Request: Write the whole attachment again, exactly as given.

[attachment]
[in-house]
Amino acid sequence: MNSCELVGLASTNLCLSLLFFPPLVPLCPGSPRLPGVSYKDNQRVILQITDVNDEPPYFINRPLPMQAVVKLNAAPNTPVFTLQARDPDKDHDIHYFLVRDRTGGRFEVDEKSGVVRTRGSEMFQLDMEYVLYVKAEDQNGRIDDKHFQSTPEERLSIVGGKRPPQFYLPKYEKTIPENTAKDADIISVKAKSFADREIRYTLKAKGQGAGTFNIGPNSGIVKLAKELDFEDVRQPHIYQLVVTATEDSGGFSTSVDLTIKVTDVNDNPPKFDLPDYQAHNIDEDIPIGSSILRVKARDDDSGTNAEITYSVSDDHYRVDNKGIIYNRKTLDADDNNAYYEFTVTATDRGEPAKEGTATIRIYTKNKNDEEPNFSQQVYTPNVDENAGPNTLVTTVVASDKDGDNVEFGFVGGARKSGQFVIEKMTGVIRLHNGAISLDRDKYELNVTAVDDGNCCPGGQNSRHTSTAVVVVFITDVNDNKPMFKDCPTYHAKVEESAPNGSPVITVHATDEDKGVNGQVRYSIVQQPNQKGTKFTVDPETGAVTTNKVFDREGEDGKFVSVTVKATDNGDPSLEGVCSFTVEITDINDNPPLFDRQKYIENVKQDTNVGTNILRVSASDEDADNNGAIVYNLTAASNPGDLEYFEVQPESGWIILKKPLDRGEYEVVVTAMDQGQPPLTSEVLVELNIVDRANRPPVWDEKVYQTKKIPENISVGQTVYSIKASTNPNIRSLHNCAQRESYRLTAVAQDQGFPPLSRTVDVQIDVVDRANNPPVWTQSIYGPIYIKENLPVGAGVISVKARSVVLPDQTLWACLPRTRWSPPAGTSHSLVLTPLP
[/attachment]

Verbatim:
[in-house]
Amino acid sequence: MNSCELVGLASTNLCLSLLFFPPLVPLCPGSPRLPGVSYKDNQRVILQITDVNDEPPYFINRPLPMQAVVKLNAAPNTPVFTLQARDPDKDHDIHYFLVRDRTGGRFEVDEKSGVVRTRGSEMFQLDMEYVLYVKAEDQNGRIDDKHFQSTPEERLSIVGGKRPPQFYLPKYEKTIPENTAKDADIISVKAKSFADREIRYTLKAKGQGAGTFNIGPNSGIVKLAKELDFEDVRQPHIYQLVVTATEDSGGFSTSVDLTIKVTDVNDNPPKFDLPDYQAHNIDEDIPIGSSILRVKARDDDSGTNAEITYSVSDDHYRVDNKGIIYNRKTLDADDNNAYYEFTVTATDRGEPAKEGTATIRIYTKNKNDEEPNFSQQVYTPNVDENAGPNTLVTTVVASDKDGDNVEFGFVGGARKSGQFVIEKMTGVIRLHNGAISLDRDKYELNVTAVDDGNCCPGGQNSRHTSTAVVVVFITDVNDNKPMFKDCPTYHAKVEESAPNGSPVITVHATDEDKGVNGQVRYSIVQQPNQKGTKFTVDPETGAVTTNKVFDREGEDGKFVSVTVKATDNGDPSLEGVCSFTVEITDINDNPPLFDRQKYIENVKQDTNVGTNILRVSASDEDADNNGAIVYNLTAASNPGDLEYFEVQPESGWIILKKPLDRGEYEVVVTAMDQGQPPLTSEVLVELNIVDRANRPPVWDEKVYQTKKIPENISVGQTVYSIKASTNPNIRSLHNCAQRESYRLTAVAQDQGFPPLSRTVDVQIDVVDRANNPPVWTQSIYGPIYIKENLPVGAGVISVKARSVVLPDQTLWACLPRTRWSPPAGTSHSLVLTPLP